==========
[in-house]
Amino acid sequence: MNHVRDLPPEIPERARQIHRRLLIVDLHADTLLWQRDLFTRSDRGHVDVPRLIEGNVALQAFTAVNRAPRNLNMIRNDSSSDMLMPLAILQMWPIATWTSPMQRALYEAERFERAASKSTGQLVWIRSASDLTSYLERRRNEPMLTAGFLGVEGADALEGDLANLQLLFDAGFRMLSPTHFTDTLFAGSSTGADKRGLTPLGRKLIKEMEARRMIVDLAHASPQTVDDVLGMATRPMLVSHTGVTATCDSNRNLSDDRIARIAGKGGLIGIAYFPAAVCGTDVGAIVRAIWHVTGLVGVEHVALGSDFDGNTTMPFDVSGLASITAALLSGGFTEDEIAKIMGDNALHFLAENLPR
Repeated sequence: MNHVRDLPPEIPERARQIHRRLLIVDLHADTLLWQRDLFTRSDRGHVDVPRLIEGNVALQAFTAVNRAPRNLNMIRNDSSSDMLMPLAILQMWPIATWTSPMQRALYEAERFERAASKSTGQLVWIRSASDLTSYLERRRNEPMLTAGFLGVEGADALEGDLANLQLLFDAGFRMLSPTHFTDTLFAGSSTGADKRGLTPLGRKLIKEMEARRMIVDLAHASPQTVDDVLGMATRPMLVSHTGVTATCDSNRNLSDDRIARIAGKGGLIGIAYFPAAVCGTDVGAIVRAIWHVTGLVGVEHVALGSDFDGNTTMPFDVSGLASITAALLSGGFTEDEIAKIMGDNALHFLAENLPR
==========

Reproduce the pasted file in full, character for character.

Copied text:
[in-house]
Amino acid sequence: MNHVRDLPPEIPERARQIHRRLLIVDLHADTLLWQRDLFTRSDRGHVDVPRLIEGNVALQAFTAVNRAPRNLNMIRNDSSSDMLMPLAILQMWPIATWTSPMQRALYEAERFERAASKSTGQLVWIRSASDLTSYLERRRNEPMLTAGFLGVEGADALEGDLANLQLLFDAGFRMLSPTHFTDTLFAGSSTGADKRGLTPLGRKLIKEMEARRMIVDLAHASPQTVDDVLGMATRPMLVSHTGVTATCDSNRNLSDDRIARIAGKGGLIGIAYFPAAVCGTDVGAIVRAIWHVTGLVGVEHVALGSDFDGNTTMPFDVSGLASITAALLSGGFTEDEIAKIMGDNALHFLAENLPR
Repeated sequence: MNHVRDLPPEIPERARQIHRRLLIVDLHADTLLWQRDLFTRSDRGHVDVPRLIEGNVALQAFTAVNRAPRNLNMIRNDSSSDMLMPLAILQMWPIATWTSPMQRALYEAERFERAASKSTGQLVWIRSASDLTSYLERRRNEPMLTAGFLGVEGADALEGDLANLQLLFDAGFRMLSPTHFTDTLFAGSSTGADKRGLTPLGRKLIKEMEARRMIVDLAHASPQTVDDVLGMATRPMLVSHTGVTATCDSNRNLSDDRIARIAGKGGLIGIAYFPAAVCGTDVGAIVRAIWHVTGLVGVEHVALGSDFDGNTTMPFDVSGLASITAALLSGGFTEDEIAKIMGDNALHFLAENLPR